The moon is waxing. Morning stars are Jupiter, Neptune, Uranus and Venus. Evening stars are Mars, Mercury and Saturn.
Those born on this date are under the sign of Virgo. They include British statesman Robert Walpole in 1676; French scientist Antoine Lavoisier, the founder of modern chemistry, in 1743; Lee De Forest, known as the father of radio, in 1873; "Charlie Chan" detective series author Earl Derr Biggers in 1884; poet/novelist Christopher Isherwood in 1904; bacteriologist Albert Sabin, discoverer of an oral vaccine for polio, in 1906; Nobel Peace Prize laureate Mother Teresa in 1910; basketball Hall of Fame member Tom Heinsohn in 1934 (age 80); Geraldine Ferraro, 1984 Democratic vice presidential candidate and first woman to seek so high a position on a major U.S. political party ticket, in 1935; voice actor and movie trailer specialist Don LaFontaine in 1940; singer Leon Redbone in 1949 (age 65); crossword editor Will Shortz in 1952 (age 62); jazz musician Branford Marsalis in 1960 (age 54); and actors Melissa McCarthy in 1970 (age 44), Macaulay Culkin and Chris Pine, both in 1980 (age 34).
On this date in history:
In 1920, eight days after it was ratified, the 19th Amendment to the U.S. Constitution went into effect -- giving women the right to vote.
In 1964, Democrats nominated U.S. President Lyndon Johnson and Hubert Humphrey to face the Republicans in November. (The Democrats won easily.)
In 1974, Charles Lindbergh died at the age of 72.
In 1978, Cardinal Albino Luciani was elected the 263rd pope and chose the name John Paul I. (He died 33 days later.)
In 1996, a court in South Korea sentenced former President Chun Doo-hwan to death for the coup that put him in power. (Chun's death sentence was commuted in 1997.)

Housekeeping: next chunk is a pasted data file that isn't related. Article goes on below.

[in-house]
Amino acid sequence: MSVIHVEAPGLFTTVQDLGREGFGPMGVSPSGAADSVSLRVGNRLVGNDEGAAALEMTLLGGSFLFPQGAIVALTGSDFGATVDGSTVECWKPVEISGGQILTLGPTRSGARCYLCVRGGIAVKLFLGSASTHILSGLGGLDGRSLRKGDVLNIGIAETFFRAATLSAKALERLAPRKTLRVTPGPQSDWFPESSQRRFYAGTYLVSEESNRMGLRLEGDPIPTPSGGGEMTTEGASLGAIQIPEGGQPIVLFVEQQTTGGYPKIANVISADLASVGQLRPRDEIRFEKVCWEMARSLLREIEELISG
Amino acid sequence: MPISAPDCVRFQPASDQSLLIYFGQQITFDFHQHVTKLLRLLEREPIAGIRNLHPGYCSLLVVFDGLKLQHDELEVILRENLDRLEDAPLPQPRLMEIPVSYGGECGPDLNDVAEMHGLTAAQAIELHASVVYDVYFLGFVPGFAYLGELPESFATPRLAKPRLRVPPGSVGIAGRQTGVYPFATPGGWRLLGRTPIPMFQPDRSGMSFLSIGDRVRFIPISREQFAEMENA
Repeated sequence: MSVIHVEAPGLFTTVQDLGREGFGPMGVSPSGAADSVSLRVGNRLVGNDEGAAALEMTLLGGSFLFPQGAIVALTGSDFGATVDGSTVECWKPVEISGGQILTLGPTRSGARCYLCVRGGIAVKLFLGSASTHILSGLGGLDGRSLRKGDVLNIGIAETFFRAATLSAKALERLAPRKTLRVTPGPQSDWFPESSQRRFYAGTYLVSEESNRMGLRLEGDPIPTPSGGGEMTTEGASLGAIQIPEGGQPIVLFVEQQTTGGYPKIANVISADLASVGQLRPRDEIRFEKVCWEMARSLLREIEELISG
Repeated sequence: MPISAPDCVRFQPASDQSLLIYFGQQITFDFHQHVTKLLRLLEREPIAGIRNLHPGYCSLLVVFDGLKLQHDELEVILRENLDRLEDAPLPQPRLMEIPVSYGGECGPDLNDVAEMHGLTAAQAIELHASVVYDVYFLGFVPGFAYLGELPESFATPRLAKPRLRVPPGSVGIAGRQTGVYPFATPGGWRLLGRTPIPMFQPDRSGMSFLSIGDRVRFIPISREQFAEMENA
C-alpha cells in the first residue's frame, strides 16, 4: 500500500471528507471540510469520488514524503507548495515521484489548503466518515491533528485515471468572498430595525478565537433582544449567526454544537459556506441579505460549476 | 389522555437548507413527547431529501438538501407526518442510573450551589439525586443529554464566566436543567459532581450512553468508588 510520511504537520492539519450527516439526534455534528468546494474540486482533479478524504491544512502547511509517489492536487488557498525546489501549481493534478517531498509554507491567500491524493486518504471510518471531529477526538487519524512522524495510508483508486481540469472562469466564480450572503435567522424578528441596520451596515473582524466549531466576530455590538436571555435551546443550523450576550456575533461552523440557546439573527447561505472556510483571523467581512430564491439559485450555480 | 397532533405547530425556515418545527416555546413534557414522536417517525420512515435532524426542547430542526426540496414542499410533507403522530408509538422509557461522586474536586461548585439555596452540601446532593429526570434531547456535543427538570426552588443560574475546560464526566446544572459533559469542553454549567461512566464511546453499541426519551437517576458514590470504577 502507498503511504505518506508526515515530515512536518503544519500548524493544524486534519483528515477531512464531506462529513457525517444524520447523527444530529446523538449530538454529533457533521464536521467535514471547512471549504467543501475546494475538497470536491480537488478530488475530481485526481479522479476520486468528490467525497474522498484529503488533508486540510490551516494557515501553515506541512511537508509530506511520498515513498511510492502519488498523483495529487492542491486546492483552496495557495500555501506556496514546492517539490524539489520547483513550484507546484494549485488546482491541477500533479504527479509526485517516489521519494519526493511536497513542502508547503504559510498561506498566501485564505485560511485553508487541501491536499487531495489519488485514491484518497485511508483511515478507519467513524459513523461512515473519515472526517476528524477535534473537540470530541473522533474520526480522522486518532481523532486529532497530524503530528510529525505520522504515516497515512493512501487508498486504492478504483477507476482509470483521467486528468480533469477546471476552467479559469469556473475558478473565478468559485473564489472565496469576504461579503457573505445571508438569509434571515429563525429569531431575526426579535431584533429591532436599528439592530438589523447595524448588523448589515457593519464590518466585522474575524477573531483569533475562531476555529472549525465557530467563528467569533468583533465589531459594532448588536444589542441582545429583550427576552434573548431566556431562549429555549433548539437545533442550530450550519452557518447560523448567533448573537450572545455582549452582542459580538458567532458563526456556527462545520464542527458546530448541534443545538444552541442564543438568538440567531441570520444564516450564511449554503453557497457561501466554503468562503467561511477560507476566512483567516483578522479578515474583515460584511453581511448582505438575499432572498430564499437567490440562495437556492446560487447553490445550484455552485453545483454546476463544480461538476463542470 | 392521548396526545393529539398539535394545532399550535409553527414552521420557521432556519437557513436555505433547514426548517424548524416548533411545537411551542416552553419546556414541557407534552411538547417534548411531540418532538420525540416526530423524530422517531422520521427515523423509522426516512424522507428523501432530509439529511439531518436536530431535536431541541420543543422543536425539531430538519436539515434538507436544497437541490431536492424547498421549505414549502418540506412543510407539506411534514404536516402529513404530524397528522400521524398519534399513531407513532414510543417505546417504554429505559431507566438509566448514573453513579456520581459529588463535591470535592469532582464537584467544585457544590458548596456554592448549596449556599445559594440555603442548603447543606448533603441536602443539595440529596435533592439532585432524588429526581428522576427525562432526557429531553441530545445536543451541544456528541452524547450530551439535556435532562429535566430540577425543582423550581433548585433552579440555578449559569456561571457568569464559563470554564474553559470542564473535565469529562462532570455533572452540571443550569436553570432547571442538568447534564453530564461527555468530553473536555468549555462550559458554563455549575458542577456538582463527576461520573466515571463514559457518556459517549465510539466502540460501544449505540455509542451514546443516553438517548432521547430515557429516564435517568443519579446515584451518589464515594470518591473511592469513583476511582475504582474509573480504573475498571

In 2003, the U.N. Security Council denounced as a "grave violation of human rights" the killings of Kuwaiti prisoners, believed to be in the hundreds, by Iraqi President Saddam Hussein's regime.
In 2004, a leader in the U.S. Army panel investigating prisoner abuse at Baghdad's Abu Ghraib prison said the team had discovered "serious misconduct and a loss of moral values."
In 2005, Hurricane Katrina struck Florida's Atlantic coast, causing flooding that claimed 11 lives. The massive storm then moved into the Gulf of Mexico where it picked up strength and sent thousands of Gulf Coast residents fleeing its onslaught. (The eventual death toll was more than 1,700.)
In 2007, wildfires, all believed to be the act of arsonists, killed at least 59 people and destroyed thousands of acres of crops and forests in Greece. The fires were fanned by gale-force winds.
In 2008, Russian President Dmitry Medvedev signed decrees recognizing the independence of Georgia breakaway regions South Ossetia and Abkhazia. Medvedev said granting them independence was an act of necessity and he urged other nations to make similar diplomatic moves.
In 2011, Japanese Prime Minister Naota Kan resigned after a hectic 15 months that included an earthquake, a tsunami and a nuclear disaster. (He was succeeded three days later by Yoshihiko Noda, the finance minister.)
In 2012, U.S. Republican officials, gathered in Tampa, Fla., for the party's national convention, announced it would be delayed a day because of Tropical Storm Isaac.
In 2013, U.S. President Barack Obama awarded the Medal of Honor to Army Staff Sgt. Ty Carter for gallantry in Afghanistan.
A thought for the day: "The moral test of a government is how it treats those who are at the dawn of life, the children; those who are in the twilight of life, the aged; and those who are in the shadow of life, the sick, the needy, and the handicapped." -- Hubert H. Humphrey